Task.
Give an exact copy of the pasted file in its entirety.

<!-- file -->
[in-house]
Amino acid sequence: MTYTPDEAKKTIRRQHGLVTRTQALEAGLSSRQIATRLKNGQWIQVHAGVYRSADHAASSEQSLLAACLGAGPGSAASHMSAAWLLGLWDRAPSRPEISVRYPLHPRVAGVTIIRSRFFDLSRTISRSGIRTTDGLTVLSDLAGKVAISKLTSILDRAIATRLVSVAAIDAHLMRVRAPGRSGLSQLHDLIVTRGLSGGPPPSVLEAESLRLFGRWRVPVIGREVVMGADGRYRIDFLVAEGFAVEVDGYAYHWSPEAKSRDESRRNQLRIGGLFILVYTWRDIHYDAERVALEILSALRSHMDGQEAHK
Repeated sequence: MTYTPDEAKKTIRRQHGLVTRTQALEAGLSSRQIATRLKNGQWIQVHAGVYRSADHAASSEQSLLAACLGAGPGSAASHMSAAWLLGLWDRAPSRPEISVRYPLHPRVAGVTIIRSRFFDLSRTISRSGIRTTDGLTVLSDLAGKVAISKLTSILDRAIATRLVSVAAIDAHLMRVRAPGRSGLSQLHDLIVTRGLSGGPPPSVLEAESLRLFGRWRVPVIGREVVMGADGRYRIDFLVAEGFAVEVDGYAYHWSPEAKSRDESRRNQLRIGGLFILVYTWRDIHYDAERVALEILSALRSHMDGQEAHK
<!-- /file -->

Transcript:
[in-house]
Amino acid sequence: MTYTPDEAKKTIRRQHGLVTRTQALEAGLSSRQIATRLKNGQWIQVHAGVYRSADHAASSEQSLLAACLGAGPGSAASHMSAAWLLGLWDRAPSRPEISVRYPLHPRVAGVTIIRSRFFDLSRTISRSGIRTTDGLTVLSDLAGKVAISKLTSILDRAIATRLVSVAAIDAHLMRVRAPGRSGLSQLHDLIVTRGLSGGPPPSVLEAESLRLFGRWRVPVIGREVVMGADGRYRIDFLVAEGFAVEVDGYAYHWSPEAKSRDESRRNQLRIGGLFILVYTWRDIHYDAERVALEILSALRSHMDGQEAHK
Repeated sequence: MTYTPDEAKKTIRRQHGLVTRTQALEAGLSSRQIATRLKNGQWIQVHAGVYRSADHAASSEQSLLAACLGAGPGSAASHMSAAWLLGLWDRAPSRPEISVRYPLHPRVAGVTIIRSRFFDLSRTISRSGIRTTDGLTVLSDLAGKVAISKLTSILDRAIATRLVSVAAIDAHLMRVRAPGRSGLSQLHDLIVTRGLSGGPPPSVLEAESLRLFGRWRVPVIGREVVMGADGRYRIDFLVAEGFAVEVDGYAYHWSPEAKSRDESRRNQLRIGGLFILVYTWRDIHYDAERVALEILSALRSHMDGQEAHK